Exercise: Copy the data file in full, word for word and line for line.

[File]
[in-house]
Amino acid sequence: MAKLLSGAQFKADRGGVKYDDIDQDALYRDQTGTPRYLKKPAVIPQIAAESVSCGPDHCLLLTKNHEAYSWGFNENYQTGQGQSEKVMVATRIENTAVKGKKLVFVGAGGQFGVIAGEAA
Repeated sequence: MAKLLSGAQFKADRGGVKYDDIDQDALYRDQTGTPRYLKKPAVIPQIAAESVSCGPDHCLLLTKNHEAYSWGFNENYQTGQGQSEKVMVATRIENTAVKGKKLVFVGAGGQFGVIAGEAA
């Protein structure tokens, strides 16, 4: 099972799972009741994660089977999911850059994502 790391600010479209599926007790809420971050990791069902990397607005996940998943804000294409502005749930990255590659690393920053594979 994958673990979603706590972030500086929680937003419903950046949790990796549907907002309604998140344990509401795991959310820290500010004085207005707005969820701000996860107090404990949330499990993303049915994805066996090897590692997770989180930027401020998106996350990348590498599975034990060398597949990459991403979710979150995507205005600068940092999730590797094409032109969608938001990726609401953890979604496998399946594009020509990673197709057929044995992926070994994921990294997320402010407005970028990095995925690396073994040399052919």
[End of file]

[in-house]
Amino acid sequence: MAKLLSGAQFKADRGGVKYDDIDQDALYRDQTGTPRYLKKPAVIPQIAAESVSCGPDHCLLLTKNHEAYSWGFNENYQTGQGQSEKVMVATRIENTAVKGKKLVFVGAGGQFGVIAGEAA
Repeated sequence: MAKLLSGAQFKADRGGVKYDDIDQDALYRDQTGTPRYLKKPAVIPQIAAESVSCGPDHCLLLTKNHEAYSWGFNENYQTGQGQSEKVMVATRIENTAVKGKKLVFVGAGGQFGVIAGEAA
């Protein structure tokens, strides 16, 4: 099972799972009741994660089977999911850059994502 790391600010479209599926007790809420971050990791069902990397607005996940998943804000294409502005749930990255590659690393920053594979 994958673990979603706590972030500086929680937003419903950046949790990796549907907002309604998140344990509401795991959310820290500010004085207005707005969820701000996860107090404990949330499990993303049915994805066996090897590692997770989180930027401020998106996350990348590498599975034990060398597949990459991403979710979150995507205005600068940092999730590797094409032109969608938001990726609401953890979604496998399946594009020509990673197709057929044995992926070994994921990294997320402010407005970028990095995925690396073994040399052919």